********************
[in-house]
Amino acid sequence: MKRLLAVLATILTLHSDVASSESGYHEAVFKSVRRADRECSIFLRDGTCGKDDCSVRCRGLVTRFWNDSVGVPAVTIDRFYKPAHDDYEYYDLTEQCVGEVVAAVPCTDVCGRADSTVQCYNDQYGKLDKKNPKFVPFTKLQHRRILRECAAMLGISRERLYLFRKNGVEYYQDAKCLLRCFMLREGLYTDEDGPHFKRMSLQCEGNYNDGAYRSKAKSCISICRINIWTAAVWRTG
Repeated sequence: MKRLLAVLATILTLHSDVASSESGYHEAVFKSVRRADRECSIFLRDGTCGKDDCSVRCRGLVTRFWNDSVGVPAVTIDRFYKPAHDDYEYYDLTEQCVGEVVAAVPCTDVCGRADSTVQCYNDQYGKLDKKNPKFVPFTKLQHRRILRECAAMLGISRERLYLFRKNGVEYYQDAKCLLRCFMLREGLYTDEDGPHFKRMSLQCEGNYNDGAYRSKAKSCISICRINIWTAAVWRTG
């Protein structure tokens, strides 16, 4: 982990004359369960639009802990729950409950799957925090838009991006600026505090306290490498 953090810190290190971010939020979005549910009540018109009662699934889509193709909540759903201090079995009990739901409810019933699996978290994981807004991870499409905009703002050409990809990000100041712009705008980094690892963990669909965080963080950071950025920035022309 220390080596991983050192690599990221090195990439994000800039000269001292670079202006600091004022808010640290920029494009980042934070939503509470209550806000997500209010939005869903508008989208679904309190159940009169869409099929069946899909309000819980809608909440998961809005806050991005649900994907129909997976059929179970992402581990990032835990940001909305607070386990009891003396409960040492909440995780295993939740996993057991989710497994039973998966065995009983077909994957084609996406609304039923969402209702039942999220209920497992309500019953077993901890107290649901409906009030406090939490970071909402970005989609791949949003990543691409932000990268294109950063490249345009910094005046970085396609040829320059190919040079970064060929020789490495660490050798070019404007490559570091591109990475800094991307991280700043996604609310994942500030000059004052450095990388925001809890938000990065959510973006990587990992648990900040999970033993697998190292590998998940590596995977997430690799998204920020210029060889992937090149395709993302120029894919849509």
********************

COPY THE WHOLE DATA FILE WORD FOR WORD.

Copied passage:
[in-house]
Amino acid sequence: MKRLLAVLATILTLHSDVASSESGYHEAVFKSVRRADRECSIFLRDGTCGKDDCSVRCRGLVTRFWNDSVGVPAVTIDRFYKPAHDDYEYYDLTEQCVGEVVAAVPCTDVCGRADSTVQCYNDQYGKLDKKNPKFVPFTKLQHRRILRECAAMLGISRERLYLFRKNGVEYYQDAKCLLRCFMLREGLYTDEDGPHFKRMSLQCEGNYNDGAYRSKAKSCISICRINIWTAAVWRTG
Repeated sequence: MKRLLAVLATILTLHSDVASSESGYHEAVFKSVRRADRECSIFLRDGTCGKDDCSVRCRGLVTRFWNDSVGVPAVTIDRFYKPAHDDYEYYDLTEQCVGEVVAAVPCTDVCGRADSTVQCYNDQYGKLDKKNPKFVPFTKLQHRRILRECAAMLGISRERLYLFRKNGVEYYQDAKCLLRCFMLREGLYTDEDGPHFKRMSLQCEGNYNDGAYRSKAKSCISICRINIWTAAVWRTG
């Protein structure tokens, strides 16, 4: 982990004359369960639009802990729950409950799957925090838009991006600026505090306290490498 953090810190290190971010939020979005549910009540018109009662699934889509193709909540759903201090079995009990739901409810019933699996978290994981807004991870499409905009703002050409990809990000100041712009705008980094690892963990669909965080963080950071950025920035022309 220390080596991983050192690599990221090195990439994000800039000269001292670079202006600091004022808010640290920029494009980042934070939503509470209550806000997500209010939005869903508008989208679904309190159940009169869409099929069946899909309000819980809608909440998961809005806050991005649900994907129909997976059929179970992402581990990032835990940001909305607070386990009891003396409960040492909440995780295993939740996993057991989710497994039973998966065995009983077909994957084609996406609304039923969402209702039942999220209920497992309500019953077993901890107290649901409906009030406090939490970071909402970005989609791949949003990543691409932000990268294109950063490249345009910094005046970085396609040829320059190919040079970064060929020789490495660490050798070019404007490559570091591109990475800094991307991280700043996604609310994942500030000059004052450095990388925001809890938000990065959510973006990587990992648990900040999970033993697998190292590998998940590596995977997430690799998204920020210029060889992937090149395709993302120029894919849509």